Pakistan: Taliban Should Have Role in Afghan Reconstruction
Claiming that, “One knows for sure there are many moderate elements within the Taliban communities,” Pakistani President Pervez Musharraf, during Secretary of State Colin Powell’s visit to Pakistan yesterday, suggested that so-called moderate factions of the Taliban should play a role in the formation of a new Afghan government. Powell has also suggested that aspects of the Taliban may be incorporated into a reconstructed Afghan government. Indian officials quickly criticized Powell and Musharraf for endorsing the idea that members of the Taliban could be called “moderate.” Indian Foreign Ministry Spokeswoman, Nirumpama Rao commented, “Moderate Taliban is an oxymoron. There should be no place for Taliban in the infrastructure.”
The Feminist Majority is increasingly concerned that “moderate” elements of the Taliban may be considered in Afghan reconstruction. FM is also concerned about Pakistan’s backing of this plan given its history with the Taliban. Pakistan was the primary source of military support for the Taliban before the U.S.-led war against terrorism began. Taliban soldiers are often recruited from Pakistani refugee camps and trained in religious extremist schools in Pakistan called madrassas. According to refugee reports, the Taliban’s sphere of influence extends into Pakistan where soldiers roam camps, terrorizing women and children who are seventy-five percent of the Afghan refugee population. Many Afghans interviewed by the Feminist Majority believe that the Taliban is principally a Pakistan-led and supplied occupying foreign military force.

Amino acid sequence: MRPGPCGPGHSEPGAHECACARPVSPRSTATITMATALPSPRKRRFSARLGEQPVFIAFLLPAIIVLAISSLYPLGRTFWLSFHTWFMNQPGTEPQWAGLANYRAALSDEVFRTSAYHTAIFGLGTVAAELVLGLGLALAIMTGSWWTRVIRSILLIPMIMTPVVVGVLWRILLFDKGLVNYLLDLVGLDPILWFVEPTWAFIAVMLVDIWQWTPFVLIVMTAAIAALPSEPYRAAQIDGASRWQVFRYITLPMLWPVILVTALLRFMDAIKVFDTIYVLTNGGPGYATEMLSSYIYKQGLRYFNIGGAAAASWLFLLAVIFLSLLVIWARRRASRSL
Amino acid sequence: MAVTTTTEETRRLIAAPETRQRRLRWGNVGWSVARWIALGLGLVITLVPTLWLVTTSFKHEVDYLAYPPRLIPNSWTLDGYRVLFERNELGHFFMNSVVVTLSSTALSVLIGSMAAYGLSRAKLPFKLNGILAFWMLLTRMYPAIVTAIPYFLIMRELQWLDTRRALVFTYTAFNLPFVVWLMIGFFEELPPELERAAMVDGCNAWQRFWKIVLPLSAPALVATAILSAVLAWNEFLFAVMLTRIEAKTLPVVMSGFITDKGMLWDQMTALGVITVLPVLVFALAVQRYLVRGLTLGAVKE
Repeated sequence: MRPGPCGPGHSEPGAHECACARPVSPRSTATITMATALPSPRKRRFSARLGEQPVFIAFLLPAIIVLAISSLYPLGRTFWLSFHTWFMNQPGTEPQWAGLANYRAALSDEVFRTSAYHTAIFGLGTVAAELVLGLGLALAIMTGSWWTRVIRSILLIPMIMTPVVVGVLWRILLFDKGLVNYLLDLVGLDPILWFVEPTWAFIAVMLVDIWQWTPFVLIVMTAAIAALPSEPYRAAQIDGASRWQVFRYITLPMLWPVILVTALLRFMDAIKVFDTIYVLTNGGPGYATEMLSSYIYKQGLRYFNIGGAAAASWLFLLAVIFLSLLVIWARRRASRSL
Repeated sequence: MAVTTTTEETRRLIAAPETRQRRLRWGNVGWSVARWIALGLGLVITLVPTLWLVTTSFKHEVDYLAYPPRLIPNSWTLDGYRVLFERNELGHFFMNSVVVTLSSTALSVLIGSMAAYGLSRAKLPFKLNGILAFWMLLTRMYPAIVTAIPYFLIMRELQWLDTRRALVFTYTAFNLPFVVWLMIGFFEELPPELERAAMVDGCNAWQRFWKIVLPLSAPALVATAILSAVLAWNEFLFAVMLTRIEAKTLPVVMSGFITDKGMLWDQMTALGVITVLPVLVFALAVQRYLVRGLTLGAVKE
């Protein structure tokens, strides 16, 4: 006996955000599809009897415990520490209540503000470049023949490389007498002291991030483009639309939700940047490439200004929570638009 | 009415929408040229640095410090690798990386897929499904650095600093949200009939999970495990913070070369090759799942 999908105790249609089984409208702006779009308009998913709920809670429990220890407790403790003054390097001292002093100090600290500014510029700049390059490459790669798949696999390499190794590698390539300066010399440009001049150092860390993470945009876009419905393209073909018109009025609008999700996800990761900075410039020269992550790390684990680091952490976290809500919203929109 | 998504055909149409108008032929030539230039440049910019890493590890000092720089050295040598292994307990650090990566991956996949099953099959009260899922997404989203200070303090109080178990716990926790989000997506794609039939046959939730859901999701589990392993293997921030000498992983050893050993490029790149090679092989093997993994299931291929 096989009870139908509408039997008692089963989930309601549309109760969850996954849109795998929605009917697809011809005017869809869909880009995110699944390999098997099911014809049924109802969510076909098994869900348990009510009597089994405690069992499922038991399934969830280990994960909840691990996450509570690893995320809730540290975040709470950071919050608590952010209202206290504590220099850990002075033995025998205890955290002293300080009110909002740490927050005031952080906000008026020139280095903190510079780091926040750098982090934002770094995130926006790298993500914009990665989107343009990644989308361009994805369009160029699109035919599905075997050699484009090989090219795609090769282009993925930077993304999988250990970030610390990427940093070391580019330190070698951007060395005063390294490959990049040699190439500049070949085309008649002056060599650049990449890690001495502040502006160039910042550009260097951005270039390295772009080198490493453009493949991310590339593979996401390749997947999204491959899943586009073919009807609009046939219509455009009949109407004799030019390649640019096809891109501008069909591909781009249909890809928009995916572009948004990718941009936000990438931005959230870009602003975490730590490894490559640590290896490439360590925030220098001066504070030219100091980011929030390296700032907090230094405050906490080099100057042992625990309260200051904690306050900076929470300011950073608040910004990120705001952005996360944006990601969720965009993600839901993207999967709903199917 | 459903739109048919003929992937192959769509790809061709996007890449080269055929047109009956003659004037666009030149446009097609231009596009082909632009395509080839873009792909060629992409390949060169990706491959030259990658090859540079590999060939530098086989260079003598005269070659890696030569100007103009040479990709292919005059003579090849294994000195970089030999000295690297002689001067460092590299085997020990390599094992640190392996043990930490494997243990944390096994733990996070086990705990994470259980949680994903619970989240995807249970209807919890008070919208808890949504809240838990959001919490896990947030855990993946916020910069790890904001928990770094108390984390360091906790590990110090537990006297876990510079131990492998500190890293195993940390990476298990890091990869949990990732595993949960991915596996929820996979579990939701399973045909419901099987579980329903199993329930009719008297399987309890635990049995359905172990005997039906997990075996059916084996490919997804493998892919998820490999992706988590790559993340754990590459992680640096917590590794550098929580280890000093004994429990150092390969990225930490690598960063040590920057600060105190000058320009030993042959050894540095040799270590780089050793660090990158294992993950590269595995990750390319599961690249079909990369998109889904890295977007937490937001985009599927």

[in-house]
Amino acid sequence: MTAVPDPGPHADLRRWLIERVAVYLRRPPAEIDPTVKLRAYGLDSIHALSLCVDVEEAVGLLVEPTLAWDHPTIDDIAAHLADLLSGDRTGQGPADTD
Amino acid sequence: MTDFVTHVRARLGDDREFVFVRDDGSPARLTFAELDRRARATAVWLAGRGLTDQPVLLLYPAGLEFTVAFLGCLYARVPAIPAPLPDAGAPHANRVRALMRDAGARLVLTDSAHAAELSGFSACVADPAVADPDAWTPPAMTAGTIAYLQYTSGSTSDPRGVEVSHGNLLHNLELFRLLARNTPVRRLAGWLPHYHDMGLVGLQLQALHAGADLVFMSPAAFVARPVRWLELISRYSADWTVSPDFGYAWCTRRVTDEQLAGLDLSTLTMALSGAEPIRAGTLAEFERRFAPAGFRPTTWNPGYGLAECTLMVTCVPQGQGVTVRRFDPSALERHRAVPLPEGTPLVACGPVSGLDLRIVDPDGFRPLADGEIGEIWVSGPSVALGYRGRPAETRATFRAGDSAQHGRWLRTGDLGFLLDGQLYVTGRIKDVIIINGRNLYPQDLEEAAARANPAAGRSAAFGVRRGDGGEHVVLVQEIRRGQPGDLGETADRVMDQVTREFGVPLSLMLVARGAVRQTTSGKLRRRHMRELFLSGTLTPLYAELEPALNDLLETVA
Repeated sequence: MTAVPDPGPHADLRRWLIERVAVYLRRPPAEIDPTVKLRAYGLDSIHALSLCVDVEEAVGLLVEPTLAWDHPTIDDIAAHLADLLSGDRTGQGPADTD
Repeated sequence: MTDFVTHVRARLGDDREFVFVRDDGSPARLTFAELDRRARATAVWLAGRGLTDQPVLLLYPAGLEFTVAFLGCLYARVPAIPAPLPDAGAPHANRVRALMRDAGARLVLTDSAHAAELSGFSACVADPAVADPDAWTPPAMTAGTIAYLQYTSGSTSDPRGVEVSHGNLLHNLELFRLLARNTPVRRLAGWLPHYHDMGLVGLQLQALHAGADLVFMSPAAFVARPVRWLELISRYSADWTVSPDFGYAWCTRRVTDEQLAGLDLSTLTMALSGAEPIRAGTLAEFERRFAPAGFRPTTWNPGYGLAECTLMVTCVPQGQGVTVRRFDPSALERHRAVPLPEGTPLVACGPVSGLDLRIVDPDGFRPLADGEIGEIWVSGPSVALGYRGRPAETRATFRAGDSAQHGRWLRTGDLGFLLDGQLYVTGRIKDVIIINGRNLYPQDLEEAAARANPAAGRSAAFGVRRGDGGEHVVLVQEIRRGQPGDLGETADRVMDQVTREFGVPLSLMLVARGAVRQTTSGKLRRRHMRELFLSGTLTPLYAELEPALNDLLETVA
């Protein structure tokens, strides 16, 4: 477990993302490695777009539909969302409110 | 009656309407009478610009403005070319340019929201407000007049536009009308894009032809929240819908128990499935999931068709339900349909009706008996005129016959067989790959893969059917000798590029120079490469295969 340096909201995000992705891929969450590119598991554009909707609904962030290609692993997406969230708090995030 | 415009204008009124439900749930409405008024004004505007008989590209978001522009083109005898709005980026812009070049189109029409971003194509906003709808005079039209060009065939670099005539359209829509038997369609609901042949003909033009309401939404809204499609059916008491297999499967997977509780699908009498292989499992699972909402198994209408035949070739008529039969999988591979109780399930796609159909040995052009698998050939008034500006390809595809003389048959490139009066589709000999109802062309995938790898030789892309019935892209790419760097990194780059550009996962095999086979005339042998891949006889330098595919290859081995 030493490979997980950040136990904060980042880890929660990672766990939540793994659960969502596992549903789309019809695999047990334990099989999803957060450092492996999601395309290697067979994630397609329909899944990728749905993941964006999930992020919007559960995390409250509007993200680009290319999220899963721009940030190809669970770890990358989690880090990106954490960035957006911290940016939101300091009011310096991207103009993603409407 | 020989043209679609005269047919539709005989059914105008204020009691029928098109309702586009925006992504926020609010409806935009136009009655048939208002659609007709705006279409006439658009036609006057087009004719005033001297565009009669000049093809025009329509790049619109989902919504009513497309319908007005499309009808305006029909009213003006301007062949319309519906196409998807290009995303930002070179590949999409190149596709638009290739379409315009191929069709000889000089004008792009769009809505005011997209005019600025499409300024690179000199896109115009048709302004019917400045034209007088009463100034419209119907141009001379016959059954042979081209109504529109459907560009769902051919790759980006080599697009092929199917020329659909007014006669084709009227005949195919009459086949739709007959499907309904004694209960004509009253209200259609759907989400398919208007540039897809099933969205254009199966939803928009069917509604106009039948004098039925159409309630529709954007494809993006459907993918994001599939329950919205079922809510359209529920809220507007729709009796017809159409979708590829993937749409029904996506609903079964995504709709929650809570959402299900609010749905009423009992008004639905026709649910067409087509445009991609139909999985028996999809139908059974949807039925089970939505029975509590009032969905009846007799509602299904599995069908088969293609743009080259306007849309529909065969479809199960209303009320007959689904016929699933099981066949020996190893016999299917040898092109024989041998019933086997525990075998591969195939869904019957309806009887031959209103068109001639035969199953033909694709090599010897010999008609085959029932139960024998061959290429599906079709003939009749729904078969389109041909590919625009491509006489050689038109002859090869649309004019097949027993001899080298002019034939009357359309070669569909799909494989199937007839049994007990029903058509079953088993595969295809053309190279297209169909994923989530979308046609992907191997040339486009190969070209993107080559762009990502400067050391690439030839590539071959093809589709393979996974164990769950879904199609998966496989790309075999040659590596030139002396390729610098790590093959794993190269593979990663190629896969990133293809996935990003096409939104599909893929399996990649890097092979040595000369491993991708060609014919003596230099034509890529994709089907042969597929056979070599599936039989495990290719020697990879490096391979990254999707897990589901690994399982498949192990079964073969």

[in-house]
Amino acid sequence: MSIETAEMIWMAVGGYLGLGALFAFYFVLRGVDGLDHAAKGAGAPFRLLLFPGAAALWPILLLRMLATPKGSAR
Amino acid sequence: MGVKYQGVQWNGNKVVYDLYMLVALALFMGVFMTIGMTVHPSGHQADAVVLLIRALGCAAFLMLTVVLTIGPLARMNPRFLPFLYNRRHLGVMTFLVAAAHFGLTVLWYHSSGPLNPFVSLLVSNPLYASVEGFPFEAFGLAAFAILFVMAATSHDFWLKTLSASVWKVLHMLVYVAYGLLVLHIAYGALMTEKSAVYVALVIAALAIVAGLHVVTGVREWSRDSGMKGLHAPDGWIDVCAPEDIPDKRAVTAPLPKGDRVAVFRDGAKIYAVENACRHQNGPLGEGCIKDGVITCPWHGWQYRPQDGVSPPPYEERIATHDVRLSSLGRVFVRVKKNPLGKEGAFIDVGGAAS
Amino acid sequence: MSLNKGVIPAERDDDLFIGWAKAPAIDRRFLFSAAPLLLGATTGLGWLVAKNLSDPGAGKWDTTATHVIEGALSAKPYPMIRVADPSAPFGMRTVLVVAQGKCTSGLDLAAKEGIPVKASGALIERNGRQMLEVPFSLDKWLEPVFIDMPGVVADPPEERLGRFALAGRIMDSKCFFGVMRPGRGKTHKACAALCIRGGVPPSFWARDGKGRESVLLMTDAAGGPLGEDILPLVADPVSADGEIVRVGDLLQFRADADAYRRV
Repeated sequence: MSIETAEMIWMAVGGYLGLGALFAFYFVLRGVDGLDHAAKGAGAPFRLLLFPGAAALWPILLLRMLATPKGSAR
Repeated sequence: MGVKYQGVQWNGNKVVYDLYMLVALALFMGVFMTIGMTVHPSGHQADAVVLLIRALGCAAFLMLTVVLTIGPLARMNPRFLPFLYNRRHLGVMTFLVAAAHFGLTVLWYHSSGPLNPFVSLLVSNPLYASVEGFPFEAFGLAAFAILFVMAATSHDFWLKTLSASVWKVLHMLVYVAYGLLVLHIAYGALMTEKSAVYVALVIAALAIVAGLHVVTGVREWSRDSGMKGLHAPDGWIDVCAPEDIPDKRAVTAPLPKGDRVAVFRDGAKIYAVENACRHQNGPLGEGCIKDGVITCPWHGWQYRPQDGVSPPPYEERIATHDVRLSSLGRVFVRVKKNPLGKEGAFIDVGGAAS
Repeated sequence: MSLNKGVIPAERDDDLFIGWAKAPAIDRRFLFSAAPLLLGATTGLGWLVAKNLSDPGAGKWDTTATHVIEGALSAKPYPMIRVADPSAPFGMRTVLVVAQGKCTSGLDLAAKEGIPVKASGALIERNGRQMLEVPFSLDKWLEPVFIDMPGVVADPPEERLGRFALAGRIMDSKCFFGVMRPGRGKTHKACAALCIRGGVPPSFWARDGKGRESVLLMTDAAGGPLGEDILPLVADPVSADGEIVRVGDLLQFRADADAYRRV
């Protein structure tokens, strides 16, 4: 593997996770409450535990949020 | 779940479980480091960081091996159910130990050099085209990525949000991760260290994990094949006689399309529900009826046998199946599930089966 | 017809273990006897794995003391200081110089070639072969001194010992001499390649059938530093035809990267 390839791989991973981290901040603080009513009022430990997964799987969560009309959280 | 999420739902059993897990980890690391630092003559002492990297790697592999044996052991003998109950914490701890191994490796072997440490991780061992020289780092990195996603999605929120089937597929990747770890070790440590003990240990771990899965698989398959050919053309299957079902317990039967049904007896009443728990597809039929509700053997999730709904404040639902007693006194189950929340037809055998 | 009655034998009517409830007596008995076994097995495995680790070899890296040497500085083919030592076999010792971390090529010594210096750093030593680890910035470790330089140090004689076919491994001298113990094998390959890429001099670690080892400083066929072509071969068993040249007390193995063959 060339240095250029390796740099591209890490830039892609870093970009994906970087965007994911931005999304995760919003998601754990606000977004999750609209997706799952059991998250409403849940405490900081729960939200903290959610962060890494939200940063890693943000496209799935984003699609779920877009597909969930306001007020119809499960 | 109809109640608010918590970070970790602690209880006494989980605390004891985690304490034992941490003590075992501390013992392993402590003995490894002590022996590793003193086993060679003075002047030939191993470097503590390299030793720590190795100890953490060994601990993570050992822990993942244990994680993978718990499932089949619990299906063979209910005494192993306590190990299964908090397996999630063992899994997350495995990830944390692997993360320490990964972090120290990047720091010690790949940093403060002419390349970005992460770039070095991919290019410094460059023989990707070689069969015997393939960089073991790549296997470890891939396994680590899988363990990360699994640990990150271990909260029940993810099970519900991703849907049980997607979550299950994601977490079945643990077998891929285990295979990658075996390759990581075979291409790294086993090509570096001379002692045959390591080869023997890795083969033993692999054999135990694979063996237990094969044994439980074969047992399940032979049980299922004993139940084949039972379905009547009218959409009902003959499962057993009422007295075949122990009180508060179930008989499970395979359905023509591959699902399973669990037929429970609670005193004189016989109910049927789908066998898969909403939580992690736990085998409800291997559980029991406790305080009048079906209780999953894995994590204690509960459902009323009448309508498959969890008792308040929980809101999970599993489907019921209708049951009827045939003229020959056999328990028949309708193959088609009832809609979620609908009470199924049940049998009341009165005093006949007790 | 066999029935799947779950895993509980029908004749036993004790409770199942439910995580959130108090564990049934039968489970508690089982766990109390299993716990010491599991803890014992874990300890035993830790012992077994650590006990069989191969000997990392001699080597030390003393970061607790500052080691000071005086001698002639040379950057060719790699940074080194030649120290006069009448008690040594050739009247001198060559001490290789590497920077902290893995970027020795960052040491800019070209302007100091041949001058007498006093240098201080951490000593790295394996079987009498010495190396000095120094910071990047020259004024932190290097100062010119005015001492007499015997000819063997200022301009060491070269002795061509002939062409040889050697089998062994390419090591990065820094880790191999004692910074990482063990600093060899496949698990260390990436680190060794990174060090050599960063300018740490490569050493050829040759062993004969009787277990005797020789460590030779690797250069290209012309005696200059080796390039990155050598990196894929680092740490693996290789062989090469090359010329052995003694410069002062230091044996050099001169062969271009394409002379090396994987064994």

The United Nations is now considering a request made by former Afghan king Zahir Shah to send U.N. peacekeepers to Afghanistan once U.S.-led military strikes end. Lakhadar Brahimi, U.N. special convoy for Afghanistan, however, has appealed to the Security Council not to “rush to establish a peacekeeping operation in Afghanistan.” Brahimi warned that a peacekeeping mission may not have the political or financial support to succeed. He suggested instead that the U.N. continue to focus on humanitarian aid and government reconstruction.
The Feminist Majority has urged the U.S. to increase humanitarian aid, restore the rights of Afghan women, and re-establish a constitutional democracy in Afghanistan. To find out how you can help, log on to www.HelpAfghanWomen.com.
Media Resources: Washington Post, 10/17/01; Feminist Majority
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